Storytelling is a powerful tool that has been used in businesses for decades now. Its ability to form human connections, build trust and generate engagement in your customers means that any business out there can benefit from having a good story.
One person who knows all about leveraging the power of stories in business is customer service expert and recent bestselling author, Gavin Scott.
Gavin works with some of the world’s biggest blue-chip companies, helping to enhance their customer experience through his workshops and online training content. Fortunately, we were able to sit down together to have a chat about his unique approach to business and how he leverages storytelling to help inform, educate and inspire his audience.
Before I understood how Gavin used stories to such great effect, I wanted to learn more about the work he was doing in the customer service space.
Here’s how Gavin described it:
Customer service is a mindset
Gavin: “I help the people in organisations to have great conversations with their customers – that’s the main focus. We know that great conversations will result in a great customer experience, which is massively important to any business’s success.
However, having these great conversations requires a certain mindset and developing a certain set of skills first.”
I think it’s interesting how Gavin mentions the importance of mindset in customer service. A lot of people have this stereotypical idea of customer service that it’s some unknown agents on the end of a phone, and that creates quite a formal atmosphere for anyone engaging with them.
Through working on his bestselling book Finding Gold Dust, and reading his online content, I’ve noticed that Gavin has a very natural and conversational way of approaching customer service.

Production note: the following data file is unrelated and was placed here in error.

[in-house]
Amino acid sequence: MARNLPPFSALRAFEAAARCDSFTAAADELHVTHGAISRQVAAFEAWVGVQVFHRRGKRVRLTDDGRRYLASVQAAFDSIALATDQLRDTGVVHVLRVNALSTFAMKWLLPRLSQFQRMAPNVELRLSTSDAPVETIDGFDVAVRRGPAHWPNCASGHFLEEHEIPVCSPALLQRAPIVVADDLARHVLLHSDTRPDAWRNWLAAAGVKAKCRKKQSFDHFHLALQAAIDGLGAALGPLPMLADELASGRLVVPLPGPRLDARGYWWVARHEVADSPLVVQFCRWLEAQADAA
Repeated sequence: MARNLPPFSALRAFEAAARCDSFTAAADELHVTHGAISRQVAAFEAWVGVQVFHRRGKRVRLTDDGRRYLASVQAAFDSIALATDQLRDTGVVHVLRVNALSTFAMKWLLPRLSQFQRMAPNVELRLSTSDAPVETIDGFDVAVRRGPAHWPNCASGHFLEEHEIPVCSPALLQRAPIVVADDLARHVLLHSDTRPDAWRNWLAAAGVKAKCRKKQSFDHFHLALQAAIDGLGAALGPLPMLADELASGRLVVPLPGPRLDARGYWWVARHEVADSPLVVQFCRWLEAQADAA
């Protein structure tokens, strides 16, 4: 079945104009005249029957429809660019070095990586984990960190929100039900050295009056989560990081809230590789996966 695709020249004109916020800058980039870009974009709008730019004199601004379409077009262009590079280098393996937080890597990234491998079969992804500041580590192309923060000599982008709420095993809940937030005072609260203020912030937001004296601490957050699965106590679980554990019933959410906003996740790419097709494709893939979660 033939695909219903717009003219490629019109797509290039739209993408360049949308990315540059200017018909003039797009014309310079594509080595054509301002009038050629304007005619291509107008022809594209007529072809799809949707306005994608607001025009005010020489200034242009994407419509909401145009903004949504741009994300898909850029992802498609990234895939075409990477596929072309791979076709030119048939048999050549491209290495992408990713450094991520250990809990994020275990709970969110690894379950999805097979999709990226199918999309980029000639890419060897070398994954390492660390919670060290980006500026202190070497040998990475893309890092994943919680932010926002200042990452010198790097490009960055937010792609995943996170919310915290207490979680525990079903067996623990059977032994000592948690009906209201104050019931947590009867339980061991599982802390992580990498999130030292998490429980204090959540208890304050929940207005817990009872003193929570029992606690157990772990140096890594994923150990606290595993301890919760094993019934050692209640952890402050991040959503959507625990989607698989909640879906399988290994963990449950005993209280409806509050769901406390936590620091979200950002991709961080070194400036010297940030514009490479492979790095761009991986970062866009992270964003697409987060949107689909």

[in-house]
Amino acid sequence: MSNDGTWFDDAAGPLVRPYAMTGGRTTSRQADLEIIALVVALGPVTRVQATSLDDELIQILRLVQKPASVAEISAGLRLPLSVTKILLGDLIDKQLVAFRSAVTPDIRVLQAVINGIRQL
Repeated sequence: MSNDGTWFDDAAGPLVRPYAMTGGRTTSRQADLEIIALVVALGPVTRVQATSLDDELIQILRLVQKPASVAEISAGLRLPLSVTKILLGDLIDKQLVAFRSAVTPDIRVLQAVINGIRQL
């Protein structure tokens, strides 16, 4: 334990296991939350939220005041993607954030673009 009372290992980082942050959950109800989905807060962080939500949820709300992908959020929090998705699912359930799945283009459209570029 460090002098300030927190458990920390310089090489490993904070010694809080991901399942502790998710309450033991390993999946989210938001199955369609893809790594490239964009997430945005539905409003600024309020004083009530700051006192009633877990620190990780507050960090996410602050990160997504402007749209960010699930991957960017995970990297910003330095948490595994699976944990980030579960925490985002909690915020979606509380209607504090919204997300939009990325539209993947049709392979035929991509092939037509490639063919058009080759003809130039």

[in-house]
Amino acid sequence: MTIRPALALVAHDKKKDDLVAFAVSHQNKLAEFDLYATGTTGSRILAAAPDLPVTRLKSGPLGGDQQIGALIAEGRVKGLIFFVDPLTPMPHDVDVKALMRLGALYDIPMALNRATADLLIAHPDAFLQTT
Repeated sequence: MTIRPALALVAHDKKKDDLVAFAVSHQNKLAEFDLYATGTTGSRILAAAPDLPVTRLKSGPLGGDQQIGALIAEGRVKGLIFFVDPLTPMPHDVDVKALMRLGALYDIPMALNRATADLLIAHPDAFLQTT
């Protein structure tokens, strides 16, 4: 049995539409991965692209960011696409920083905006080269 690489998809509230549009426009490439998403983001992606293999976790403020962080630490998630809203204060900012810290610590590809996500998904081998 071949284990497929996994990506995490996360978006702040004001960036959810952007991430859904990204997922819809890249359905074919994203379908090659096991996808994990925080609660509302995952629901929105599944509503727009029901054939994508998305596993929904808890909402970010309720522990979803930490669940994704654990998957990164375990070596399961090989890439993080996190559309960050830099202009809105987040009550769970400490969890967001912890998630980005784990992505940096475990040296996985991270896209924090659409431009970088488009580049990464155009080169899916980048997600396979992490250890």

I was curious to find out why he considers this style of communication so important for effective customer service, and here’s what he said:
The importance of being human
Gavin: “The crucial thing here is the importance of being human. If you come across in a very human way, then it allows people to connect more emotionally with you, which results in a much better conversation with your customers.
Sometimes, businesses only tick the box when it comes to serving their customers, but the better response will come from a more natural, conversational approach.
However, getting to this human level of communication depends on your mindset. How you think massively impacts the results you get in customer service and you need to be aware of that. I often talk to people in customer service who say, ‘I just work in customer service’, like it isn’t important, but that sort of mindset will massively impact how they come across.
My training is all about getting people to realise that they don’t just work in customer service. They can actually make a big difference when it comes to how you serve your customers, and therefore a big difference to your business.
So, sometimes, you need to think a bit differently. If you do, that’s going to drive a different, more beneficial outcome.”
Although Gavin has a unique approach to customer service, he has been incredibly successful at communicating these niche ideas to his clients, most of which are large, global organisations.
How was that possible?
This is when Gavin told me about the power of leveraging stories:
Leveraging a good story